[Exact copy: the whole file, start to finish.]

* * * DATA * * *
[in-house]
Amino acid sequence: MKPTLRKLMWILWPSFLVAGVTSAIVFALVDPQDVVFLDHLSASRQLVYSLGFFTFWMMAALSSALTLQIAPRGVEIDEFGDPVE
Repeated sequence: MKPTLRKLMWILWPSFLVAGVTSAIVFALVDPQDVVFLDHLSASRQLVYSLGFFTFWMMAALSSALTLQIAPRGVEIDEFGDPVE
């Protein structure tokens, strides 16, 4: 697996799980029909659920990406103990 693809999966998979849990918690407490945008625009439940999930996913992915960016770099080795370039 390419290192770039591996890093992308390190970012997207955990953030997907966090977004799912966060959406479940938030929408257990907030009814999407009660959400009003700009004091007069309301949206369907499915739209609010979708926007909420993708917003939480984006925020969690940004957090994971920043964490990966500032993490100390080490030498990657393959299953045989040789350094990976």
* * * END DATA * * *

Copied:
[in-house]
Amino acid sequence: MKPTLRKLMWILWPSFLVAGVTSAIVFALVDPQDVVFLDHLSASRQLVYSLGFFTFWMMAALSSALTLQIAPRGVEIDEFGDPVE
Repeated sequence: MKPTLRKLMWILWPSFLVAGVTSAIVFALVDPQDVVFLDHLSASRQLVYSLGFFTFWMMAALSSALTLQIAPRGVEIDEFGDPVE
């Protein structure tokens, strides 16, 4: 697996799980029909659920990406103990 693809999966998979849990918690407490945008625009439940999930996913992915960016770099080795370039 390419290192770039591996890093992308390190970012997207955990953030997907966090977004799912966060959406479940938030929408257990907030009814999407009660959400009003700009004091007069309301949206369907499915739209609010979708926007909420993708917003939480984006925020969690940004957090994971920043964490990966500032993490100390080490030498990657393959299953045989040789350094990976």